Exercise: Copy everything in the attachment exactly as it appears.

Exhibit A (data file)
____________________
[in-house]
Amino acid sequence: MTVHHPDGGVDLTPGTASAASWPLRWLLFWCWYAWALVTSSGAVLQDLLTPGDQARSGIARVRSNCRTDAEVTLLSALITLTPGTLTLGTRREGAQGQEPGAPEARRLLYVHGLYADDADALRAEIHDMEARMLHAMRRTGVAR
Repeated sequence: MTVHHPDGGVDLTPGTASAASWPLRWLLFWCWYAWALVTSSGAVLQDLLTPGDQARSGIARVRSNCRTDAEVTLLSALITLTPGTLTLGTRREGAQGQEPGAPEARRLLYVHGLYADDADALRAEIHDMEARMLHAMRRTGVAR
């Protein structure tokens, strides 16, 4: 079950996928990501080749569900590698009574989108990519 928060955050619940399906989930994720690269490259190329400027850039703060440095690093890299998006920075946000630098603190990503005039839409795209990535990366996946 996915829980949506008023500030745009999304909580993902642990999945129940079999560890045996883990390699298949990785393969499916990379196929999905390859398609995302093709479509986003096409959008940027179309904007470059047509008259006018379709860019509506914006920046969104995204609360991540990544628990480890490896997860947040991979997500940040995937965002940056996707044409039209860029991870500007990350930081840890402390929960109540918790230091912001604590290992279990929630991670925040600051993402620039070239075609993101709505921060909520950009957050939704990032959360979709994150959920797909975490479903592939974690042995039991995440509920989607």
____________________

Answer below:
[in-house]
Amino acid sequence: MTVHHPDGGVDLTPGTASAASWPLRWLLFWCWYAWALVTSSGAVLQDLLTPGDQARSGIARVRSNCRTDAEVTLLSALITLTPGTLTLGTRREGAQGQEPGAPEARRLLYVHGLYADDADALRAEIHDMEARMLHAMRRTGVAR
Repeated sequence: MTVHHPDGGVDLTPGTASAASWPLRWLLFWCWYAWALVTSSGAVLQDLLTPGDQARSGIARVRSNCRTDAEVTLLSALITLTPGTLTLGTRREGAQGQEPGAPEARRLLYVHGLYADDADALRAEIHDMEARMLHAMRRTGVAR
């Protein structure tokens, strides 16, 4: 079950996928990501080749569900590698009574989108990519 928060955050619940399906989930994720690269490259190329400027850039703060440095690093890299998006920075946000630098603190990503005039839409795209990535990366996946 996915829980949506008023500030745009999304909580993902642990999945129940079999560890045996883990390699298949990785393969499916990379196929999905390859398609995302093709479509986003096409959008940027179309904007470059047509008259006018379709860019509506914006920046969104995204609360991540990544628990480890490896997860947040991979997500940040995937965002940056996707044409039209860029991870500007990350930081840890402390929960109540918790230091912001604590290992279990929630991670925040600051993402620039070239075609993101709505921060909520950009957050939704990032959360979709994150959920797909975490479903592939974690042995039991995440509920989607």